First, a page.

SUNY Oswego invests in infrastructure to make the campus more accommodating for mothers. Eleven campus buildings have dedicated lactation rooms — and more underway this fall
By Melissa Stefanec
After Selena Miller had her first child, she returned to work at her office job at SUNY Oswego and decided to keep breastfeeding. That was three and a half years ago, and there were some obstacles to overcome. Being away from her child during the day meant she would have to pump her breastmilk throughout the workday. However complicated that may sound, the biggest of her obstacles wasn’t pumping the milk, but finding a secure and sanitary place to do it.
Miller, an office assistant for the department of curriculum and instruction at SUNY Oswego, did what she had to do to get food for her child. Although she said her co-workers and superiors were extremely supportive of her making time to pump, it was very difficult to find adequate facilities.
She pumped in empty offices and hoped no one would enter them. She washed her pumping supplies in bathroom sinks. She carried on the best she could, but thought how easy it would be for her to become discouraged and unmotivated about pumping.
“I was pretty determined to do what I had needed to do,” said Miller. “But, I can see how someone else may be deterred and not feel like they are being included.”
Miller now has a second child, and she is having an entirely different pumping experience. That’s because, starting during the fall 2016 semester, dedicated lactation spaces started popping up around campus.
The rooms are meant to cater to nursing moms who are employees or students at SUNY Oswego.
In cases where the college’s facilities are open to the general public, the rooms are also intended to be used by nursing moms who are visiting campus. The rooms are equipped for pumping, but they could also be used by a mother to nurse her baby. It should be noted that a mother can nurse a child anywhere she has a legal right to be, but these rooms offer a quiet and secluded area for mothers seeking one.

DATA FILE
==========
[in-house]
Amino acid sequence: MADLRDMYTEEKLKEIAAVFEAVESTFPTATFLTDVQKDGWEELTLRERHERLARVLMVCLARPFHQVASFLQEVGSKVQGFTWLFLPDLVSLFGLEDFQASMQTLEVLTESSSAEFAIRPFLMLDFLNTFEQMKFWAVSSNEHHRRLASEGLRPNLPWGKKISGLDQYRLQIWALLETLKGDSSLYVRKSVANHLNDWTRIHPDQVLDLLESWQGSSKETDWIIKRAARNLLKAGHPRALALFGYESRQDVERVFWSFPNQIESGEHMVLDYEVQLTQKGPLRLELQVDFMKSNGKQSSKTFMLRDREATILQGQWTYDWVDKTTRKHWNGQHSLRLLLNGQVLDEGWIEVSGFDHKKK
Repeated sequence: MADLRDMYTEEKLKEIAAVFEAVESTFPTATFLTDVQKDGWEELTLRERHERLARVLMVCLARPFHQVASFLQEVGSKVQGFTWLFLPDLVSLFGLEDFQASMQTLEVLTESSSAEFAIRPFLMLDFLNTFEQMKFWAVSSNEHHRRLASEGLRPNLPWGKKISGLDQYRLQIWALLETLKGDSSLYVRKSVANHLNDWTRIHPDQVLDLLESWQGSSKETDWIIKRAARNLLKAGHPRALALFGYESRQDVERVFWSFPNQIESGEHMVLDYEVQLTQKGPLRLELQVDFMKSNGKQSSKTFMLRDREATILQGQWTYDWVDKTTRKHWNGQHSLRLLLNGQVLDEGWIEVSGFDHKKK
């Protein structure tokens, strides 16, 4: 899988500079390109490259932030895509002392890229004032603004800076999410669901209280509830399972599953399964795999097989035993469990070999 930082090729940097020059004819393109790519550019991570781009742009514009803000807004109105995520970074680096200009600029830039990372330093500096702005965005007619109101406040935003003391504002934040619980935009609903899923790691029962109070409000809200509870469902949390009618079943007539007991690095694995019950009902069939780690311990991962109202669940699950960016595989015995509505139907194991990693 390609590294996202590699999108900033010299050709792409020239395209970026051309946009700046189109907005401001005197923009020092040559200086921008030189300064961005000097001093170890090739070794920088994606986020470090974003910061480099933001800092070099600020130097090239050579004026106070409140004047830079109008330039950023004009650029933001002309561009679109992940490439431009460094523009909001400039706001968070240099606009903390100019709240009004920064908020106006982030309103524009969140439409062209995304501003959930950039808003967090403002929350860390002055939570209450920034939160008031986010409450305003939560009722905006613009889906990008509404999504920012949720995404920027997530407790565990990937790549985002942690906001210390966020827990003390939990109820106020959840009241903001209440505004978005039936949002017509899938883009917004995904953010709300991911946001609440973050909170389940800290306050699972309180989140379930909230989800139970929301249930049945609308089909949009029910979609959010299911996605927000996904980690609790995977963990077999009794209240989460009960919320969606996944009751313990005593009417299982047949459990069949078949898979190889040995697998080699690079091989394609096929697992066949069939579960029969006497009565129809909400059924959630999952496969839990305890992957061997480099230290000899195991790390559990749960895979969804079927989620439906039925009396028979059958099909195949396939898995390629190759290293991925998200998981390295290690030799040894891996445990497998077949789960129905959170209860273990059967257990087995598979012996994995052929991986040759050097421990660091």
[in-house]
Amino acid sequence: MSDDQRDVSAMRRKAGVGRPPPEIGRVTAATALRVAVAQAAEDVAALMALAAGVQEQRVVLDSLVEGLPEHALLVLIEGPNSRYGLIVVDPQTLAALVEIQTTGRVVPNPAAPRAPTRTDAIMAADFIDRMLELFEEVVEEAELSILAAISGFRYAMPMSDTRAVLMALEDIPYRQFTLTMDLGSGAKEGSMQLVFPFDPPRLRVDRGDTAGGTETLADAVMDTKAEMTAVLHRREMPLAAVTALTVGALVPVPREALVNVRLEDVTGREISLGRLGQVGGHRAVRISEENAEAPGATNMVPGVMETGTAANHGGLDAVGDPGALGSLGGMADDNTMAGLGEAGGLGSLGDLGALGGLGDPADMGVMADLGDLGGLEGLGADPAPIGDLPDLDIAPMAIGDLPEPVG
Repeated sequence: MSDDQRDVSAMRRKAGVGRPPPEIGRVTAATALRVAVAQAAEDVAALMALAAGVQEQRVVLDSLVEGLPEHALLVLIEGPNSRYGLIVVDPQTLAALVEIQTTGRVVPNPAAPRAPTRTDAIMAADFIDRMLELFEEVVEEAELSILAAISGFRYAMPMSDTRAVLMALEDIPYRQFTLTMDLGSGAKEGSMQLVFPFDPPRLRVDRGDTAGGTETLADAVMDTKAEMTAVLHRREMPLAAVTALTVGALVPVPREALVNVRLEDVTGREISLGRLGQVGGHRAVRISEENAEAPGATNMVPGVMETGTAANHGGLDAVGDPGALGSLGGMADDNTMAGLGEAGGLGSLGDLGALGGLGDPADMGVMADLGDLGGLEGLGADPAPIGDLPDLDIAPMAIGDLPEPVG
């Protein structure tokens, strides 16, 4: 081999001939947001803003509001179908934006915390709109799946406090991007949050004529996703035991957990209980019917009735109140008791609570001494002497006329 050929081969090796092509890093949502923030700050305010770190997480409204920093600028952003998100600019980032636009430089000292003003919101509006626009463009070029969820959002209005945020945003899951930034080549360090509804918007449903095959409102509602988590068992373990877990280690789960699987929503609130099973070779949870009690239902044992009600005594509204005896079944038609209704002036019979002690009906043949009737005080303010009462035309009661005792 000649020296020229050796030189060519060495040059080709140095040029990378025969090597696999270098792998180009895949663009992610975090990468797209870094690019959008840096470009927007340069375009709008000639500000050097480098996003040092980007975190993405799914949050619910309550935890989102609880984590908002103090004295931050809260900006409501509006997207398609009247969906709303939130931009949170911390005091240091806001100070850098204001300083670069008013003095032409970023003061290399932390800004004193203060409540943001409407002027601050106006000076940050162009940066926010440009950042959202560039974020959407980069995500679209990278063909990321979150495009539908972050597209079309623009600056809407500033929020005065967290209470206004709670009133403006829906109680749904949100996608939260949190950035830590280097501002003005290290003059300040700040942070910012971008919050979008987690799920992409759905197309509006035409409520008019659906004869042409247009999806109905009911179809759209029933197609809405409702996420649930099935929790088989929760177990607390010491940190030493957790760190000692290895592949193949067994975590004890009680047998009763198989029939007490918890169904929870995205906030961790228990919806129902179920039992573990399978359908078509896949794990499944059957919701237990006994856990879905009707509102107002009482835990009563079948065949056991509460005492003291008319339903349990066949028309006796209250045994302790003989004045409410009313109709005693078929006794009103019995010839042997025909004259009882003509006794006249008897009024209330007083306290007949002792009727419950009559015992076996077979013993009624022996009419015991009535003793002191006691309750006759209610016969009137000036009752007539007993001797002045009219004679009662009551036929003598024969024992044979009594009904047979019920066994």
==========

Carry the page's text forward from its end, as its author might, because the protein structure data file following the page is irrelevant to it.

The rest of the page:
Linda Paris, planning coordinator at SUNY Oswego’s facilities services department, is now in charge of the effort to roll out lactation spaces across the campus. So far, 11 buildings have dedicated lactation rooms. Three more buildings are set to receive them this fall, and three buildings are currently being rehabilitated and will include a dedicated space.
“We will continuously expand our lactation rooms until we reach our goal of having a room in each building on campus,” said Paris. “SUNY Oswego is really on the forefront for how many lactation rooms we have in a small area.”
Inside a lactation space
For those people who might never set foot in a lactation room, one should imagine something pretty basic. Each room has an electrical outlet, a flat work surface and two types of seating (so a mom can determine what is most comfortable to her). Each room has a lock on the door that clearly displays when the room is occupied, so a mother doesn’t have to worry about people knocking or entering the room while she is pumping. Some of the newer rooms are slated to have sinks. It may not sound like much, but to a mother who needs to make food for her child, these simple accommodations mean a lot. For women like Paris, who was a nursing mother on campus before the rooms were set up, these rooms mean a lot less pumping in cars, cubbies and closets. They mean less hiding and more comfort.
“It’s a dedicated space; it’s not a found space,” said Paris. “There is so much support around the campus.”
Starting a conversation
Not only are these rooms making life easier for nursing moms on campus, they are also shedding a little light on something that is often overlooked by college students — many people breastfeed their children. According to Paris, the presence of the rooms and the associated media attention the rooms have received is starting to get breastfeeding and pumping out in the open. Each room has a small sign with a logo of a woman breastfeeding a child, which puts that image out where anyone can see it.
“It’s the awareness of thinking of breastmilk as a food and not just a bodily fluid,” said Paris. “That conversation is starting to happen.”
Making lives easier
Paris is still nursing her youngest child, and having these rooms means she doesn’t need to worry about leaving her own building for meetings. She knows she can find a clean and safe place to pump in most of the buildings on campus.
“That was a real blessing,” said Paris.
For Miller, it’s the little things these rooms offer that mean so much to her and her family.
“I can lock the door and know I am not going to be interrupted,” said Miller. “I know these rooms matter to those that need them and that’s good.”